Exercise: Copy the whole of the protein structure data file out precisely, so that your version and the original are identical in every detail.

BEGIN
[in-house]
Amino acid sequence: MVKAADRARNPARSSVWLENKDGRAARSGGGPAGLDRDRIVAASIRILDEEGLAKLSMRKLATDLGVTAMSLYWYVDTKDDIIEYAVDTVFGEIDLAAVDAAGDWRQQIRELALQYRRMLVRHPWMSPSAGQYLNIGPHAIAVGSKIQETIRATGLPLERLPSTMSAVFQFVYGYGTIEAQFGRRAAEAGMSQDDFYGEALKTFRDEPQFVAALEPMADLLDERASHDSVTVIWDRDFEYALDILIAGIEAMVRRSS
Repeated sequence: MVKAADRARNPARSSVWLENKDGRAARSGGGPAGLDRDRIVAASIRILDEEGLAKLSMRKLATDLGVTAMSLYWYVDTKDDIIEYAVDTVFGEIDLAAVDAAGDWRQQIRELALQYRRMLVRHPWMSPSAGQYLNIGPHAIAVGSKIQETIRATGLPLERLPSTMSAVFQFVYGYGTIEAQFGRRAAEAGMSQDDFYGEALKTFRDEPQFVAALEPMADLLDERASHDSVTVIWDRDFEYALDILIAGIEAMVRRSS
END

[in-house]
Amino acid sequence: MVKAADRARNPARSSVWLENKDGRAARSGGGPAGLDRDRIVAASIRILDEEGLAKLSMRKLATDLGVTAMSLYWYVDTKDDIIEYAVDTVFGEIDLAAVDAAGDWRQQIRELALQYRRMLVRHPWMSPSAGQYLNIGPHAIAVGSKIQETIRATGLPLERLPSTMSAVFQFVYGYGTIEAQFGRRAAEAGMSQDDFYGEALKTFRDEPQFVAALEPMADLLDERASHDSVTVIWDRDFEYALDILIAGIEAMVRRSS
Repeated sequence: MVKAADRARNPARSSVWLENKDGRAARSGGGPAGLDRDRIVAASIRILDEEGLAKLSMRKLATDLGVTAMSLYWYVDTKDDIIEYAVDTVFGEIDLAAVDAAGDWRQQIRELALQYRRMLVRHPWMSPSAGQYLNIGPHAIAVGSKIQETIRATGLPLERLPSTMSAVFQFVYGYGTIEAQFGRRAAEAGMSQDDFYGEALKTFRDEPQFVAALEPMADLLDERASHDSVTVIWDRDFEYALDILIAGIEAMVRRSS